The initiative failed, but it sheds light on how politicians can use procedure to favor their policy, which is what the DFL is trying to do with RCV in its current form.
How RCV deceives voters
Yes, RCV may lead to friendly elections, but those elections will always be more friendly to the DFL. In fact, the DFL has more control of the result under RCV than under single-choice. Given that Minneapolis has a decidedly liberal populous and nine DFL mayoral candidates are representing their interests (not including left-leaning independents), the odds will forever be in their favor.
The problem is compounded by the DFL’s lack of endorsement for a candidate in both 2013 and 2017. Undecided voters don’t have an easy idea of who to vote for, which is a primary function of the branding that comes with a political party, but the DFL doesn’t care as long as they control a majority of the choices.
A voter who doesn’t want a DFL candidate to be elected mayor has to leave the DFL out of all three choices entirely; otherwise, they will inevitably cast their vote in favor of the DFL as the field winnows via instant runoffs.
Still the odds favor the DFL, even if by chance alone. This year, with nine of the 15 candidates running as DFLers, there is always more than a 50:50 chance that a voter will select a DFL candidate in each of their three choices as their ballot wanes from nine of 15 candidates to eight of 14 to seven of 13.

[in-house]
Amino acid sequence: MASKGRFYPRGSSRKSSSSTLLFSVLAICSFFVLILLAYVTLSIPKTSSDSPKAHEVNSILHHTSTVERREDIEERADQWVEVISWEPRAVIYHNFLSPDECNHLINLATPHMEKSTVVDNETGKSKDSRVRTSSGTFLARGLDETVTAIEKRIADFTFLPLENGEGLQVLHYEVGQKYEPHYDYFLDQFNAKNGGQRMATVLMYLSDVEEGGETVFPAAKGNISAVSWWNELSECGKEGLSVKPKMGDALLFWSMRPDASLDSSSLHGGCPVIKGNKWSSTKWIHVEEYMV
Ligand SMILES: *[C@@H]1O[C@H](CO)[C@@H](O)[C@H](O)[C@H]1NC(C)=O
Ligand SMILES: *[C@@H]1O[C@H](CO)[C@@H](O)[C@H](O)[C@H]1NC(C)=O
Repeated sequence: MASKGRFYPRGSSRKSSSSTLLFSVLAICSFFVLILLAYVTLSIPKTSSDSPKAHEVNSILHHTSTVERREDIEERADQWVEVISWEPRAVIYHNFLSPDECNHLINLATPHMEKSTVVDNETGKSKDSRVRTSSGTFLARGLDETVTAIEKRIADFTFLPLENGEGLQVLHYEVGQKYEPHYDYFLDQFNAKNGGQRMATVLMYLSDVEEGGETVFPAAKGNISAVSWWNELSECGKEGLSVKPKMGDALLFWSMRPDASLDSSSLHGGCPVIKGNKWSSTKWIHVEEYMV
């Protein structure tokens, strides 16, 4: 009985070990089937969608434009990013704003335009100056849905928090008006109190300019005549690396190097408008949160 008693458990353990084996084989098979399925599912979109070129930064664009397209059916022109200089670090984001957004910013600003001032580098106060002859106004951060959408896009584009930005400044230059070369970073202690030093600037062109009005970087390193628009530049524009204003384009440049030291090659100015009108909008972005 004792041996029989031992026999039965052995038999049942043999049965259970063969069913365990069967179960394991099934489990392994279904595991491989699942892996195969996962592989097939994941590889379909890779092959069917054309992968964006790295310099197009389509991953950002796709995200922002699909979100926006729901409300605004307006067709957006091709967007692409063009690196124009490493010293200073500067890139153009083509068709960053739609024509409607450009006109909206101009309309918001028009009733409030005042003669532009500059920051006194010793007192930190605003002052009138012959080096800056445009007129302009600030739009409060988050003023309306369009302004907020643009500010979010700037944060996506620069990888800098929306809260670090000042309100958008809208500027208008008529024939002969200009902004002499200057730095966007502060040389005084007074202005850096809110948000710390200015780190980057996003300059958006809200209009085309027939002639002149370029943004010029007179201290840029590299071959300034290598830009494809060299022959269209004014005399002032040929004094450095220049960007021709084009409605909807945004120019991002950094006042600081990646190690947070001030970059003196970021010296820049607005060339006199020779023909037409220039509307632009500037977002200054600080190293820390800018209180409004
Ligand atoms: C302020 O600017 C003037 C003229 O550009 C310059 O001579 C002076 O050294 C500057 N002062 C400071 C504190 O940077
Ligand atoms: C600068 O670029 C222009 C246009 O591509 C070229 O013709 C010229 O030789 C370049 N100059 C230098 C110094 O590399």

How can this be fixed?
There are a few ways to pass on the benefits of RCV to the public and not just the DFL. Here are three ideas:
1. The Republican Party or another third party needs to step up
Despite there being 15 choices on the ballot for Minneapolis mayor in 2017, none call themselves Republicans. The GOP (or a third party) should step up and recruit enough candidates to run three or more on the ballot with their party attached. This ballot-stuffing strategy ensures that there is at least some chance that each of a voter’s top three choices could be from the same party.
Furthermore, Republicans running in the mayoral election, even if they don’t have a favorable chance at winning, increases competition, which is another goal of RCV.
2. Make Minneapolis elections partisan
Making the elections partisan forces the parties themselves to get involved in the campaign beyond a perfunctory endorsement, which the DFL hasn’t accomplished in either of the last two elections. Forcing the party’s hand will require a rule change to ensure that a candidate is inevitably endorsed and uniformly backed in the general election.
This process will give one candidate from many parties a more significant voice, instead of many candidates from one party dominating the conversation. By allowing more parties to be involved in the discussion, the marketplace of ideas can flourish as opposed to one side controlling the parameters of acceptable discourse.
3. Go back to single-choice voting
This solution is simple – just go back to the way it was before 2009, and still largely is in municipalities across the country. This system helps the candidate with the most significant plurality of support to victory, which is a core tenant of the “first past the post” democracy we claim to hold so dear.
Admittedly, RCV can work in Minneapolis, but right now it’s only working for the DFL.
Brad Omland is a Minneapolis-based writer and radio producer. He earned a B.A. in Political Science from the University of South Dakota in May 2013.